This Stuffed Pork Tenderloin with Apple Bourbon Gravy is the perfect alternative to a huge turkey on your holiday menu! Juicy pork wrapped around a sweet and savory filling made from apples, onions, bacon and herbs, roasted, then smothered in an apple cider bourbon gravy that is out of this world delicious.
This is one of my Pork recipes I know you’ll want to keep on hand!
Can you believe Thanksgiving is a month away?! It’s one of my favorite holidays, yet it somehow sneaks up on me every year.
If you’re looking for a great, quick-cooking alternative to a big holiday turkey, this Stuffed Pork Tenderloin is the perfect recipe for you!
Not only does it cook in about 30 minutes (not including prep time), but it looks ultra fancy and impressive. And only you need to know that it really isn’t all that hard!
The longest part about preparing this recipe is in the prep. The tenderloin needs to be butterflied, filling needs to be made, and the rub needs to be combined. But all of those things can be prepared ahead of time, which cuts down considerably on the total recipe time.
The gravy comes together quickly, and you make it while the pork is resting anyway, so there’s no extra downtime.
Whatever your holiday celebration looks like this year, I hope it’s a wonderful one for you!
How to make stuffed pork tenderloin?
This is just an overview; the full ingredients and directions are in the recipe card toward the bottom of this post.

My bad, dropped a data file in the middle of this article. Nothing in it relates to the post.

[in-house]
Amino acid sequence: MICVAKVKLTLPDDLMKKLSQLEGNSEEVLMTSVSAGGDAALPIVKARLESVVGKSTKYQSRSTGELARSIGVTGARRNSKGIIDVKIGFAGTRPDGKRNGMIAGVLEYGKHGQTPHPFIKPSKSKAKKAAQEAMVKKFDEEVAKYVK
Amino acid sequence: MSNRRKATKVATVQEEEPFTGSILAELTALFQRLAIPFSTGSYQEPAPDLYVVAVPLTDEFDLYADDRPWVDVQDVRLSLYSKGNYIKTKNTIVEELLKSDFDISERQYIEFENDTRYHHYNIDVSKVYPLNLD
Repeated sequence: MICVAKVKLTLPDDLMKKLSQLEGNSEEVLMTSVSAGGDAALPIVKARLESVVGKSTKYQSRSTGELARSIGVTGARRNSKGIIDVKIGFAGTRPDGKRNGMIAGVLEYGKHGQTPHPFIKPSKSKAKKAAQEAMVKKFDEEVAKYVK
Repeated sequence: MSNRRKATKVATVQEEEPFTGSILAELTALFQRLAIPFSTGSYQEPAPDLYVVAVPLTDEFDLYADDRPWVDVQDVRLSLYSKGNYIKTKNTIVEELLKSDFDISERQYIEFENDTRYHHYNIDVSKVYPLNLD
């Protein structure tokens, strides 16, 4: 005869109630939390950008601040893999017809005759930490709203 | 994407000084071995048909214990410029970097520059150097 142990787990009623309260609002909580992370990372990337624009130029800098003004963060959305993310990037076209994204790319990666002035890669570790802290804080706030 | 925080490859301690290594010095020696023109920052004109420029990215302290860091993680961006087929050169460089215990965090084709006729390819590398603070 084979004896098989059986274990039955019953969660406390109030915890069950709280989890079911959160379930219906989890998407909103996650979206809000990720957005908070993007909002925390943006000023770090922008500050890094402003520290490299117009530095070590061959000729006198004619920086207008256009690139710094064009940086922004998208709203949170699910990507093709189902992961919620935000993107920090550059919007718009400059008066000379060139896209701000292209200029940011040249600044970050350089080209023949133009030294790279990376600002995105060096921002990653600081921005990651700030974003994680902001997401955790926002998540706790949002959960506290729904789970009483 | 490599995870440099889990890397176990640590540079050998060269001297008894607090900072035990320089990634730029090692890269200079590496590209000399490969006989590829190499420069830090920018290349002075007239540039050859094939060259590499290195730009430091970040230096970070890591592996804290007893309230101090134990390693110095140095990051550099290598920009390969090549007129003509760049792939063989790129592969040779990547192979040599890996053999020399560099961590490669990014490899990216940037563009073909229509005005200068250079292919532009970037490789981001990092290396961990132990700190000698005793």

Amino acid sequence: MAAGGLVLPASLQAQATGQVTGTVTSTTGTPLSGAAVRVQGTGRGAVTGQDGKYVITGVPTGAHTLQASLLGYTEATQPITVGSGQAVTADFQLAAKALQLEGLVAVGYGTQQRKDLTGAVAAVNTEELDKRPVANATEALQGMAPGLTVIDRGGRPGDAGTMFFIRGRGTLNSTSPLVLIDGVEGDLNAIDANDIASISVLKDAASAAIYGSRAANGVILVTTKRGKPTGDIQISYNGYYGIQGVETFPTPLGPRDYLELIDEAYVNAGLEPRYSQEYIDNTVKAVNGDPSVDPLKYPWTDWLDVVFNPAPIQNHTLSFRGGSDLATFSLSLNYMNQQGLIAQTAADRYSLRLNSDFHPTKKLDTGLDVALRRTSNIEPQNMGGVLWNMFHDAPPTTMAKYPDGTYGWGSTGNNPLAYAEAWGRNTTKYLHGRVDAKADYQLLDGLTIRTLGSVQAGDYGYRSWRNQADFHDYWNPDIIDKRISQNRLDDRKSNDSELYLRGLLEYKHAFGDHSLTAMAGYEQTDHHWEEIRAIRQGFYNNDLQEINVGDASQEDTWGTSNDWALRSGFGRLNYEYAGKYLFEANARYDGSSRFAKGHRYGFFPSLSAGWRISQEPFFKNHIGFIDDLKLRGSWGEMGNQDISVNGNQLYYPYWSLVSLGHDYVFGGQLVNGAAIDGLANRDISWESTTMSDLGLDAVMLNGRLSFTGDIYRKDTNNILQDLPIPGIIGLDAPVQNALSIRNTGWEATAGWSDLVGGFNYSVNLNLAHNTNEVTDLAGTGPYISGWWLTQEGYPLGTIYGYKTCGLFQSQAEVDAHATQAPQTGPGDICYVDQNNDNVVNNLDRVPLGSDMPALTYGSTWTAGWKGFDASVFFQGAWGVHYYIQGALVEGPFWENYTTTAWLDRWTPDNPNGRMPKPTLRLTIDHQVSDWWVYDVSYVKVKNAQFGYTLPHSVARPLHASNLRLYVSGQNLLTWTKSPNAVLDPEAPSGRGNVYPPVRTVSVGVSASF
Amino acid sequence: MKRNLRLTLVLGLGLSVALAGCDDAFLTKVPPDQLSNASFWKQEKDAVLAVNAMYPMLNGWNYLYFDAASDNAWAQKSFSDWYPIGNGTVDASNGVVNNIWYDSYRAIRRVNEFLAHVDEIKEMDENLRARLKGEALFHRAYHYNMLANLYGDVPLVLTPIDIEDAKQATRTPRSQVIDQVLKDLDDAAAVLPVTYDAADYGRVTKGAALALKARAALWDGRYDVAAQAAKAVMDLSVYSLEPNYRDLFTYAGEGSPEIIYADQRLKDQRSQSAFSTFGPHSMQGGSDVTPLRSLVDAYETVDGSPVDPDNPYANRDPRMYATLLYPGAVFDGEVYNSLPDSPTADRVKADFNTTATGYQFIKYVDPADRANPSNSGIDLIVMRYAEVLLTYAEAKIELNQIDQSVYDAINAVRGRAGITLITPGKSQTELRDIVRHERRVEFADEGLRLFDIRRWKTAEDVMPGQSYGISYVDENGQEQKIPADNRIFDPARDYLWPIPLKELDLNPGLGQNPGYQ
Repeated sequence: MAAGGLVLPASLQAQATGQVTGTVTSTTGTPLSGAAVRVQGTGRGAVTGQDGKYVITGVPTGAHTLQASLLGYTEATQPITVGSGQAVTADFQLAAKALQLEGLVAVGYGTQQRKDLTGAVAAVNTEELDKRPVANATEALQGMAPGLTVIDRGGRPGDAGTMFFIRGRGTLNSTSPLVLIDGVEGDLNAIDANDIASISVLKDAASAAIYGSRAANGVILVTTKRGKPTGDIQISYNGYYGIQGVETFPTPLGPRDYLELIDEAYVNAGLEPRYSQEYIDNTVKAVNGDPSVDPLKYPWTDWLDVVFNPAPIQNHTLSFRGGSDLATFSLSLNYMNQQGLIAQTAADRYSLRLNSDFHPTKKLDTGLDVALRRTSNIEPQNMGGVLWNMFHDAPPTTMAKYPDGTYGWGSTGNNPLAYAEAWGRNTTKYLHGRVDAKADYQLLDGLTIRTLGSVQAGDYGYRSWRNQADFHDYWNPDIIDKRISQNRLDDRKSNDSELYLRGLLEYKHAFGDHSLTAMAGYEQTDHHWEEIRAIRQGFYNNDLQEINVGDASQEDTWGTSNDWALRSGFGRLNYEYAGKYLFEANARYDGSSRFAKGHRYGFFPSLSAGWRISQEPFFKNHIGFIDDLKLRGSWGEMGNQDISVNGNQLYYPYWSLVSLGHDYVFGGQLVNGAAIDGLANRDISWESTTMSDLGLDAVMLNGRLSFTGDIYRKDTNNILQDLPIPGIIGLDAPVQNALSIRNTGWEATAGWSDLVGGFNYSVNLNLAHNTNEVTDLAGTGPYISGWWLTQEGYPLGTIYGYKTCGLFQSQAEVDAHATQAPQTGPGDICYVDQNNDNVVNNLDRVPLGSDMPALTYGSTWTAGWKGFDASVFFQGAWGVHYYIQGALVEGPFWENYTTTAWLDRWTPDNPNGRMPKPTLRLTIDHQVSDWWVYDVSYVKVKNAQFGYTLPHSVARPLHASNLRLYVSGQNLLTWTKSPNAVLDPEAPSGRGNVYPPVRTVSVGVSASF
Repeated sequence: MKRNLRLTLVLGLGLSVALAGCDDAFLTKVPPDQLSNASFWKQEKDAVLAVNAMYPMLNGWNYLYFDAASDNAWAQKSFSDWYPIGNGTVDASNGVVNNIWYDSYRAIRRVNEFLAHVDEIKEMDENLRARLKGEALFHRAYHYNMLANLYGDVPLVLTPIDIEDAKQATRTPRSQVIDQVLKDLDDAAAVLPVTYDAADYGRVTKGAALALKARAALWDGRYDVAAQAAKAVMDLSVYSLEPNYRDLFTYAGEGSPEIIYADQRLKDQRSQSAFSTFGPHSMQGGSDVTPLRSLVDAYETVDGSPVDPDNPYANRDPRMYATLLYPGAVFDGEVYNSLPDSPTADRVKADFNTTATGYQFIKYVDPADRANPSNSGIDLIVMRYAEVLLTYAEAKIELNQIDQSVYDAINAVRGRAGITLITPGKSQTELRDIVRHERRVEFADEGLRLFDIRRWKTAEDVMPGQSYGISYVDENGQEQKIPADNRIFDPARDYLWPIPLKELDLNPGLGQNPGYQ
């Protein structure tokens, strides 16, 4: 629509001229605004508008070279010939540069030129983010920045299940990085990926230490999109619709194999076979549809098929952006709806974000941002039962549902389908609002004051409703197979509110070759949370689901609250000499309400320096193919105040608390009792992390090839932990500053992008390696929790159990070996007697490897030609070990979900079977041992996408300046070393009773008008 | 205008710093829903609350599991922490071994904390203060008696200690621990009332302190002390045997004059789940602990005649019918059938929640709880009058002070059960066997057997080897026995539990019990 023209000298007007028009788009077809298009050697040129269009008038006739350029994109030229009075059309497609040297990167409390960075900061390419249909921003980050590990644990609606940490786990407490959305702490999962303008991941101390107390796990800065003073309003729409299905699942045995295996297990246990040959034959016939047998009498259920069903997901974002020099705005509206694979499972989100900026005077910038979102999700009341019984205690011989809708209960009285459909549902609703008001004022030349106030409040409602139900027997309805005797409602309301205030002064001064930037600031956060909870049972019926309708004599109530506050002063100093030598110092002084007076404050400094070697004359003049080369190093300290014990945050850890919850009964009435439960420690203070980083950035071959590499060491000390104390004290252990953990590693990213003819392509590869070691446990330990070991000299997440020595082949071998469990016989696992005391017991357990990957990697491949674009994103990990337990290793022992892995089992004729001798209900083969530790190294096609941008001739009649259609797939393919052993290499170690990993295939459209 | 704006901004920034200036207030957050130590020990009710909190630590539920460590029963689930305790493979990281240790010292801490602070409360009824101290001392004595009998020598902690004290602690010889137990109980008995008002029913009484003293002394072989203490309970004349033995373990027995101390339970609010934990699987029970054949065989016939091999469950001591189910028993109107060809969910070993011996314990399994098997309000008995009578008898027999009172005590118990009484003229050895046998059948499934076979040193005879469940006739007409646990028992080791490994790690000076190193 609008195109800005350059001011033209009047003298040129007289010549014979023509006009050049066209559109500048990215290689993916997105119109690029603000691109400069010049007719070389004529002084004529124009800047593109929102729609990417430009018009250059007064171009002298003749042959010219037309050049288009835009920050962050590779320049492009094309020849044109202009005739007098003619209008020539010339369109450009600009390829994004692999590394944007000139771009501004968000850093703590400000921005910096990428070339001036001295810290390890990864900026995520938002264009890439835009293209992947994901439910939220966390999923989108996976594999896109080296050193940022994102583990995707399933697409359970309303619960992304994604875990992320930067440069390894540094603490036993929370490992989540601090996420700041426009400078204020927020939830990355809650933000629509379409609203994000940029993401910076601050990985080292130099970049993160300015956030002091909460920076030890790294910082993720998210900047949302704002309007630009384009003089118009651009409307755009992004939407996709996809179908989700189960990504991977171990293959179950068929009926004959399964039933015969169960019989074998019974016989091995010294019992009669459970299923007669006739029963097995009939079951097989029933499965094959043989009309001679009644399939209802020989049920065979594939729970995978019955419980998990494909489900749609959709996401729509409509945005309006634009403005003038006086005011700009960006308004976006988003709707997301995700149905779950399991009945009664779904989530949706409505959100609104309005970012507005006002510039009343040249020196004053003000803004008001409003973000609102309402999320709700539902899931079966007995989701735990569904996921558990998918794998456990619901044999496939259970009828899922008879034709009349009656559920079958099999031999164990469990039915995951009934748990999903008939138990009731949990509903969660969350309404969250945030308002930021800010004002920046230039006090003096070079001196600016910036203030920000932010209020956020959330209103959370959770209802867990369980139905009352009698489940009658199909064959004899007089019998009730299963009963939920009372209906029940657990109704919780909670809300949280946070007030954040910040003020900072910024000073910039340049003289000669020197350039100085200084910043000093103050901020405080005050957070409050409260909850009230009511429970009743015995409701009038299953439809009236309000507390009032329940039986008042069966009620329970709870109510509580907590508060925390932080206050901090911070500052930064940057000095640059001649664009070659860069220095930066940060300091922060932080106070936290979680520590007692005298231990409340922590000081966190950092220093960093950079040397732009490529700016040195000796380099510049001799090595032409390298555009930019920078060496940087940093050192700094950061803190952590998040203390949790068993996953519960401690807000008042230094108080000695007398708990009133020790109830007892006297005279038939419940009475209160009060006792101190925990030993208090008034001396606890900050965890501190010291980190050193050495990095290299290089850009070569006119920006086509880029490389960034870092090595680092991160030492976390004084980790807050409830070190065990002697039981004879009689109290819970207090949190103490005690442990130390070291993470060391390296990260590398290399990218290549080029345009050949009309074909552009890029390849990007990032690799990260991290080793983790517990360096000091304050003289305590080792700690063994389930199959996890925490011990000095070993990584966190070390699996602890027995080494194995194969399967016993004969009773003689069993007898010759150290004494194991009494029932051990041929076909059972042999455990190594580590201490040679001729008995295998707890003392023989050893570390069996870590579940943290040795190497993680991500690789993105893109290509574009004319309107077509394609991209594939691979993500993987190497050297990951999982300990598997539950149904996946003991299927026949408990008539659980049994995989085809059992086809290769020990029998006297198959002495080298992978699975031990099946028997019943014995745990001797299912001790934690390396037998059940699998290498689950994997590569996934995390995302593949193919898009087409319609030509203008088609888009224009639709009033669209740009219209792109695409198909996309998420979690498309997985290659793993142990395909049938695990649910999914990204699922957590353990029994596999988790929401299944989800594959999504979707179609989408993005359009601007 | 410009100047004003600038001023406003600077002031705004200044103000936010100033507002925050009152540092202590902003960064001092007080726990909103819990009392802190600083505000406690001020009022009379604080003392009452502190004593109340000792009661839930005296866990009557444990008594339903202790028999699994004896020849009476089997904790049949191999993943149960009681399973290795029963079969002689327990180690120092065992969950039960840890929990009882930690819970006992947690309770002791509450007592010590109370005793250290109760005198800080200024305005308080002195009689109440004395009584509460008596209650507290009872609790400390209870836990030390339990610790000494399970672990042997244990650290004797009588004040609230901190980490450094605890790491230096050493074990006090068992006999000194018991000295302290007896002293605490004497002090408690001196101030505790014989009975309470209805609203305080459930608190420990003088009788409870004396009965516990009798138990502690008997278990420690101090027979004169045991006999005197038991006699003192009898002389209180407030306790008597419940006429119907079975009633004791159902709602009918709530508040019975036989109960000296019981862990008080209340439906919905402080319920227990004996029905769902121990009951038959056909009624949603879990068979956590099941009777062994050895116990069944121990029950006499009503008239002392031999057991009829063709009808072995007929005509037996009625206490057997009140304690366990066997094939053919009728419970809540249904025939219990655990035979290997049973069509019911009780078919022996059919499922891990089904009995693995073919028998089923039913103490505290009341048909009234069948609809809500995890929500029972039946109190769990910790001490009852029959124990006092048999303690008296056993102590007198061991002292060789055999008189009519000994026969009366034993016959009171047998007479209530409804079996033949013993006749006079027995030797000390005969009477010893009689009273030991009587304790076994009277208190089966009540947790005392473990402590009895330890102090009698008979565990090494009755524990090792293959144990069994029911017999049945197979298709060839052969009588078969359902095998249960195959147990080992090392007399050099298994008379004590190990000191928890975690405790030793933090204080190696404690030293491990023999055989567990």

- Make the stuffing. Cook the bacon, remove to a plate, then saute the apple, onion and herbs. Set aside to cool a little.
- Prepare tenderloin. Butterfly and pound to an even thickness.
- Stuff and roll. Add the stuffing, then roll up like a log and secure with toothpicks.
- Season. Rub tenderloin with seasoning rub.
- Sear. Cook the pork for a minute or two on each side.
- Roast. Roast pork until cooked through.
- Let pork rest. Just set it aside on a cutting board for about 10 minutes.
- Drain some drippings. You want about 1/4 – 1/3 cup left in the skillet.
- Add bourbon. Deglaze by scraping the skillet with a wooden spoon as you stir.
- Add broth and seasonings. Bring to a low boil.
- Add slurry. Mix the cornstarch and cold water, then stir into the gravy. Simmer until thickened.
- Add butter. Whisk in the cold butter, until fully incorporated.
The secret to an amazing pork tenderloin is all in the temperature. Pork should be cooked to at least 145 F degrees, and the only way to be sure, is to check with an internal meat thermometer. They’re pretty inexpensive, and an invaluable tool in my kitchen! I have this model, and have used it for years.
Variations of this recipe
- Dried herbs – if you don’t have fresh sage, rosemary, and thyme, you can use dried herbs in a pinch. Fresh herbs have a better flavor, but sometimes they’re not available. Just use about half the amount, since dried herbs are more potent than their fresh counterparts.
- Apple juice – apple cider lends great flavor to the gravy, but apple juice will work as well, if you can’t get ahold of cider.
- Alcohol-free – even though most, if not all, of the alcohol is cooked off during the making of the gravy, if you’d rather not use bourbon, feel free to substitute it with an equal amount of additional chicken stock/broth.
- No cast iron – cast iron skillets, or other oven-safe skillets, are an essential tool in my kitchen, but I understand not everyone has one. Feel free to sear the pork in whichever skillet you have, then transfer to an oven-safe baking dish to roast. Pour the pan drippings out of the dish to make the gravy in whichever skillet you choose.